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Obsessing about Wesley Clark

The political meet-up mojo seems to belong to presidential candidate Howard Dean. According to the Web site, which helps people with similar interests, um, meet up, 109,300 people have signed up to hear about local meetings of people interested in schmoozing about the former Vermont governor. Second among the presidential candidates, though, is someone who hasn’t yet said whether he’ll even run: Retired General Wesley Clark. As of early this week, 12,800 people had signed up for "Clark in 2004" events. About 75 of them showed up at Tealuxe on Newbury Street Monday night to talk about the guy they really, really want to run for president. As an added bonus, Clark had announced he’d commune with them through a Web announcement at precisely 8:04 p.m.

Clark’s supporters are caught up in an almost religious fervor. Maybe it’s the Arkansas native’s impressive résumé (first in his class at West Point, Rhodes scholar, NATO supreme allied commander); maybe it’s the belief that he and he alone can defeat George W. Bush in 2004. Either way, Monday’s meeting felt a bit like an old-time revival with Clark cast as a Democratic savior.

But there’s a downside to the Church of Clark: as believers know, the man they’re sure can rescue America might choose not to do so. Some cope by feigning certainty and insisting that Clark will absolutely, positively decide to run. Others admit their doubt and fight it with Kierkegaardian intensity.

Owen Murphy — a 29-year-old who’s working for Draft Clark 2004 in Massachusetts and New Hampshire — is a one-man study in Clark-induced elation and anxiety. "I would guess it’s going to be a thank-you or something like that," Murphy predicted of Clark’s much-anticipated announcement. "Maybe — possibly — he’ll tell us when he’s going to make an announcement.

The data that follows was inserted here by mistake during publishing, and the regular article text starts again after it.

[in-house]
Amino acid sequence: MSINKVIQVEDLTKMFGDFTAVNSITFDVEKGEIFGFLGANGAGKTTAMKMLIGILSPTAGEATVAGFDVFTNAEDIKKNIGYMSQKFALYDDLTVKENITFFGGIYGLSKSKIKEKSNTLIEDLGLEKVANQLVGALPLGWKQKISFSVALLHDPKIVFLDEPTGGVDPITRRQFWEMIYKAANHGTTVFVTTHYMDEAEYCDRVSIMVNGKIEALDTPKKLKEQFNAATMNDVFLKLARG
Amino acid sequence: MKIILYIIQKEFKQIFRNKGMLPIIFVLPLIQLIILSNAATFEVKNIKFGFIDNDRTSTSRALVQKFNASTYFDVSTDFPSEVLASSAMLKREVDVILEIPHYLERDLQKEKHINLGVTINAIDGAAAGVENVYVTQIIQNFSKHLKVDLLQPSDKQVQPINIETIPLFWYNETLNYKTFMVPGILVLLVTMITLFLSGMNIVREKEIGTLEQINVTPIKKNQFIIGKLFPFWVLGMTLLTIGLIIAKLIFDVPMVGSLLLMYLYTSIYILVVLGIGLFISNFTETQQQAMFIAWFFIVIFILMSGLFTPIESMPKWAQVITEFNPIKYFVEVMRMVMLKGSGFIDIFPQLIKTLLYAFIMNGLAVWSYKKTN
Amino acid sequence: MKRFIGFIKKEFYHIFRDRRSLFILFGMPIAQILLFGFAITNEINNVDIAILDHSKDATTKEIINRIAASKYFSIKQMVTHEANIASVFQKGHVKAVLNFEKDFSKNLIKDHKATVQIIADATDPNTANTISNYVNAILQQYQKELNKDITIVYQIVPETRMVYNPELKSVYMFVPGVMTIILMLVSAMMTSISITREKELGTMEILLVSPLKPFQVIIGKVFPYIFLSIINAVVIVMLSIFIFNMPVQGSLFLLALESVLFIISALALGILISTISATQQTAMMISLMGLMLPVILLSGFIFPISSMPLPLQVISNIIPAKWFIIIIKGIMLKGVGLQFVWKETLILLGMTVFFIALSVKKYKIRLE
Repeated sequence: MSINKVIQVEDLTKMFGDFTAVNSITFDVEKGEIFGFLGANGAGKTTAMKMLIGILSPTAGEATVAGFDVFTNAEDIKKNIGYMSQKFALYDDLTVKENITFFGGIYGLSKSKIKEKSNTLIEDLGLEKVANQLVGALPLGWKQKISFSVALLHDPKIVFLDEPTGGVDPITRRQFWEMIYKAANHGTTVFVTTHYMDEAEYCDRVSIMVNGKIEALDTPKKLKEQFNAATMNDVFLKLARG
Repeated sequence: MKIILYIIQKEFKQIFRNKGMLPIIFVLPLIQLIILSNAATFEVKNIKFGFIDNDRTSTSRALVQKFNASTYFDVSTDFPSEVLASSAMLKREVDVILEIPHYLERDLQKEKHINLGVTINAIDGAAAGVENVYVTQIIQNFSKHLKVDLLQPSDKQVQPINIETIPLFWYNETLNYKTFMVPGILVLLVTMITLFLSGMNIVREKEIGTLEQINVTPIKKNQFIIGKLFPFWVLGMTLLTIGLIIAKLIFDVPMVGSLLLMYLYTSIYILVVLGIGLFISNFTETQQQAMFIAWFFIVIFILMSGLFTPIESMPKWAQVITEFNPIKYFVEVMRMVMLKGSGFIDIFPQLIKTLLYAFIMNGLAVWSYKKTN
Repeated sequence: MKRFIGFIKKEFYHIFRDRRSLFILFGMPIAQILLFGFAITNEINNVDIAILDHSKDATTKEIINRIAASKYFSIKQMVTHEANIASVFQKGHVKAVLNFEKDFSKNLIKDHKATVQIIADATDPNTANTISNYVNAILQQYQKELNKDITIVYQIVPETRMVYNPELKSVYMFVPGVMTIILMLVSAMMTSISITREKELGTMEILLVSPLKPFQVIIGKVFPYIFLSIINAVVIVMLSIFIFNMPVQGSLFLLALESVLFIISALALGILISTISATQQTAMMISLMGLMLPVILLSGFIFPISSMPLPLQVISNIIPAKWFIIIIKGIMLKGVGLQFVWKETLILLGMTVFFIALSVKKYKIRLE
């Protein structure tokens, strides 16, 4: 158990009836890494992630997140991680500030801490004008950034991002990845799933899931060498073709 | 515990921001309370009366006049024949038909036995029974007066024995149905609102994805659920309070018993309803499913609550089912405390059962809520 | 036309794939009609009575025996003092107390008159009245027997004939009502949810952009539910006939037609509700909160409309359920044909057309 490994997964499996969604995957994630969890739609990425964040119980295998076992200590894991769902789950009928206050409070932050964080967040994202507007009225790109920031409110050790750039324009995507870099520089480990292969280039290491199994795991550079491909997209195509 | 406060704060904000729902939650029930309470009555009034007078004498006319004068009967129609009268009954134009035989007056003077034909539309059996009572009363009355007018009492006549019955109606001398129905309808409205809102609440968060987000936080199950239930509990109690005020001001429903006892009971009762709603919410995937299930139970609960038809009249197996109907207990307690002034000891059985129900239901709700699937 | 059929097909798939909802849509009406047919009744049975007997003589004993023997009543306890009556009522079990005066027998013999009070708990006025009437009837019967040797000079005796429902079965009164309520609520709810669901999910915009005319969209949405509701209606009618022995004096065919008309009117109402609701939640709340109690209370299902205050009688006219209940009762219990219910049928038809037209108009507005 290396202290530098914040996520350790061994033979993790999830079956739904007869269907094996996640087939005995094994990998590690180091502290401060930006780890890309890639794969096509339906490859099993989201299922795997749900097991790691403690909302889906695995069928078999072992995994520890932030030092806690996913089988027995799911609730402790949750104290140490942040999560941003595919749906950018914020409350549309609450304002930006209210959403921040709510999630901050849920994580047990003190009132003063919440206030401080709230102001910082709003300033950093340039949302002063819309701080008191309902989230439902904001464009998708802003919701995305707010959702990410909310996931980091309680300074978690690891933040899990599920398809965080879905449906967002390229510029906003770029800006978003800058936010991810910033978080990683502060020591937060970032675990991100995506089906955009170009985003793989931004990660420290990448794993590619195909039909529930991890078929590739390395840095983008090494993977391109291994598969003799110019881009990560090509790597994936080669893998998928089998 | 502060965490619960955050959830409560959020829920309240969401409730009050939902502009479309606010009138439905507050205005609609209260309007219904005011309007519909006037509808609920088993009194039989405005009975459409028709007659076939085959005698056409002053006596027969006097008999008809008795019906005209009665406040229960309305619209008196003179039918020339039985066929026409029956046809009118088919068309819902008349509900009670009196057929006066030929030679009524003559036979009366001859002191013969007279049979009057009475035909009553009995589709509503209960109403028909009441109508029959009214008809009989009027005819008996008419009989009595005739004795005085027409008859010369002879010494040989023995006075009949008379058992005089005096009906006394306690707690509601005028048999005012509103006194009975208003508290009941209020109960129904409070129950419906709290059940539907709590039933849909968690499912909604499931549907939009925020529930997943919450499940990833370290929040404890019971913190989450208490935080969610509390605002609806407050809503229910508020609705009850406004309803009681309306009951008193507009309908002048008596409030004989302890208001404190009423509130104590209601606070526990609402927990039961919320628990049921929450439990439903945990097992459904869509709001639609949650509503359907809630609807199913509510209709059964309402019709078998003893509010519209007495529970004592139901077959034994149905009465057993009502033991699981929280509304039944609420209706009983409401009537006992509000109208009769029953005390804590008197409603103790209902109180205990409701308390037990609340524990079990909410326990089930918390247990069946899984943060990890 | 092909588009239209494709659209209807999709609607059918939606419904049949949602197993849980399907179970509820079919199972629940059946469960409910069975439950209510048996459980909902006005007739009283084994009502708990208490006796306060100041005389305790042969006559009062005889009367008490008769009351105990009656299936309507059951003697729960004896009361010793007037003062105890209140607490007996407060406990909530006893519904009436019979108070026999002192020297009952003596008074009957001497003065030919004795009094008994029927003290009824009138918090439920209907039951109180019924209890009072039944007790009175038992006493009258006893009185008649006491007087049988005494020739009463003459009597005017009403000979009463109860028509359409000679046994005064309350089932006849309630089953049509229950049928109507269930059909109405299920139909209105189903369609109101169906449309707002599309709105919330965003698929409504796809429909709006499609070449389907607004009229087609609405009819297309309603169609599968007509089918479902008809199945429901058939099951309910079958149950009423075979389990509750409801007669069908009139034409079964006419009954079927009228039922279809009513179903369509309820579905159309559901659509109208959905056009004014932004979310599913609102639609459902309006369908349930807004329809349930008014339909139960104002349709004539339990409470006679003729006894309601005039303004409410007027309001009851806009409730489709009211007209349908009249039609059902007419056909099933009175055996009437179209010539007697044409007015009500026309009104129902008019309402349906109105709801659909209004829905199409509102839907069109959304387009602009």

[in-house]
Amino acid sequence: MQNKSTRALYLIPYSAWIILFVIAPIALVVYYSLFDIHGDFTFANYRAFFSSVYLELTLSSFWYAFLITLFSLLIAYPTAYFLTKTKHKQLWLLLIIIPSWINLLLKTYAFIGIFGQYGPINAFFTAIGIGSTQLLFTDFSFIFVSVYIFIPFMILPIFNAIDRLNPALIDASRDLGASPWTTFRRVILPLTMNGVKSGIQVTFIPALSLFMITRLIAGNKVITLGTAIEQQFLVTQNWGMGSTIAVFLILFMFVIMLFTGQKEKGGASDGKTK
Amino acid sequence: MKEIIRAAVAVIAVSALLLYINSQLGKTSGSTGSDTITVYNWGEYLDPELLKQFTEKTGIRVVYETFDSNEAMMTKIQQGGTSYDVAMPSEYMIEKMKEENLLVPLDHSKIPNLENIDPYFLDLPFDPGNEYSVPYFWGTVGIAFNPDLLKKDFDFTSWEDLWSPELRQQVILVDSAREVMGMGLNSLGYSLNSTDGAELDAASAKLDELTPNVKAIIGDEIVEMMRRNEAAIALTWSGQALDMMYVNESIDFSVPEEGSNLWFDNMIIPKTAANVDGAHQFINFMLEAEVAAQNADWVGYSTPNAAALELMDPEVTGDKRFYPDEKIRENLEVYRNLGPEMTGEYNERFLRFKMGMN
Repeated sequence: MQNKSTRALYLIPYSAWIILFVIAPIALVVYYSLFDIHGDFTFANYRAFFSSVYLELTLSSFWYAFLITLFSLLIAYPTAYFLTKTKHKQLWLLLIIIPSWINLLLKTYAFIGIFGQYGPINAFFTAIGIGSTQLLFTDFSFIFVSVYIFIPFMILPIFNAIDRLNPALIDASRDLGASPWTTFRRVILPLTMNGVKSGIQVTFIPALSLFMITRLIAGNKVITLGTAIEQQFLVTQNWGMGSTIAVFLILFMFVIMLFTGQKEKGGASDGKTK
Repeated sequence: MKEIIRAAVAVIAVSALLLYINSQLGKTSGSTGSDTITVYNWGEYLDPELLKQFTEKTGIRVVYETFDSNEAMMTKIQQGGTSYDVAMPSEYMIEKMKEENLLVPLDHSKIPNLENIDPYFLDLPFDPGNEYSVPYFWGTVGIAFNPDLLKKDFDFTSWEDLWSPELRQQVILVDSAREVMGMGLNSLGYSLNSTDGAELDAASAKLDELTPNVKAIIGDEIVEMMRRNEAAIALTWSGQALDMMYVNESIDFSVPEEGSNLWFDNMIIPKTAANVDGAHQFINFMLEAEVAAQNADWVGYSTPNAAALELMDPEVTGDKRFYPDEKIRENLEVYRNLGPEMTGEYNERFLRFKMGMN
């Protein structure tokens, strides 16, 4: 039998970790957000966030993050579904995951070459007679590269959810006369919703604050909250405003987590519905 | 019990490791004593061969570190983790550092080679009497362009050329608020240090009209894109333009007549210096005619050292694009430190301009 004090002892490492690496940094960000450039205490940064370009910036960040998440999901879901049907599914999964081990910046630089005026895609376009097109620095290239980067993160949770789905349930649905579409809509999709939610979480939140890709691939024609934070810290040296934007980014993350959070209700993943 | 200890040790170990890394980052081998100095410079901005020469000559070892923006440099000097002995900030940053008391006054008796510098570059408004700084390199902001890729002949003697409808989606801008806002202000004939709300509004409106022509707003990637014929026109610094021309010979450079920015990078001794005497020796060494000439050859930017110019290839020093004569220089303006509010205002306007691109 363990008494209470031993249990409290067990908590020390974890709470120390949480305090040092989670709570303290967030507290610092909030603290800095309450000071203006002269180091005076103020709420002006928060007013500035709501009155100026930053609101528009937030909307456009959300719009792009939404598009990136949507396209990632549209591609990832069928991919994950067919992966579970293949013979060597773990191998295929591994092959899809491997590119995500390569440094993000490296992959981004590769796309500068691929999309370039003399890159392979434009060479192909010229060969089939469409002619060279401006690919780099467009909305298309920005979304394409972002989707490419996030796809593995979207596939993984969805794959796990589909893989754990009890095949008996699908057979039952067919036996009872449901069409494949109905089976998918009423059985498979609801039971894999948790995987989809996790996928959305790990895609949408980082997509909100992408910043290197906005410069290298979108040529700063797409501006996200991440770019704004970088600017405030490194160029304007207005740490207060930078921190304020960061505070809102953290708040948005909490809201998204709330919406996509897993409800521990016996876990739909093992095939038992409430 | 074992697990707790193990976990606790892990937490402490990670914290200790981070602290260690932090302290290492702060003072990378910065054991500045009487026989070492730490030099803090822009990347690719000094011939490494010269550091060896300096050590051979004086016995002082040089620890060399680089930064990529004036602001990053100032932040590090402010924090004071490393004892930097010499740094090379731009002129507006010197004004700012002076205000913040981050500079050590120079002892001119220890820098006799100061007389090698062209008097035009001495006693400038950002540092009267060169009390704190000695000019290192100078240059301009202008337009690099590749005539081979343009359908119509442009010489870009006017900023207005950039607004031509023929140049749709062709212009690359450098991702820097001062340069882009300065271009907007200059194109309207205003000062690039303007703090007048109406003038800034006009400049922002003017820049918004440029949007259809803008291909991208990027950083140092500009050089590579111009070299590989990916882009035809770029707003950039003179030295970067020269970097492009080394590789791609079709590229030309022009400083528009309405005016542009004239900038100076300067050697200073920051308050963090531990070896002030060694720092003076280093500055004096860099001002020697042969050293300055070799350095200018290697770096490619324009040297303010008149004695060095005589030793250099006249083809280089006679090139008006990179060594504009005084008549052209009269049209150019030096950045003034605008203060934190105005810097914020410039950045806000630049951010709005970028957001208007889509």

"I’m 92 percent sure he’s going to run," Murphy added. "Maybe I’m overly optimistic because I want him to run so badly. All the stars are lined up for him."

When the only available laptop failed to download Clark’s communiqué, Dave Rubin, Massachusetts media coordinator for Draft Clark 2004, broke the bad news. Then he related his own conversion experience, which came after a friend caught the general on C-SPAN and told him what he’d seen. "I’ve known about General Clark for a while, but I thought he wasn’t going to run," Rubin recalled. "I thought he’d given up. But he hasn’t. And he will run."

A few feet away, Matt Stoller — a 2000 Harvard grad who publishes the daily online newsletter the Clark Tribune — kept working to download Clark’s announcement. "He’s really a profound thinker," said Stoller, who seemed slightly out of breath. "His vision and ideas really do motivate the spirit of what works in this country."

When Megan Chapman of Newton, Jack Daniel of Boston, and Melissa Koenig of Cambridge were asked how they’ll feel if Clark doesn’t declare, Koenig moaned and hung her head. "I would be very disappointed," said Daniel. "Disappointed is the right word," Chapman agreed.

A bit later, Stoller managed to open Clark’s Web announcement. In it, Clark said he’d make his decision by the end of next week. For sure.

Issue Date: September 12 - 18, 2003
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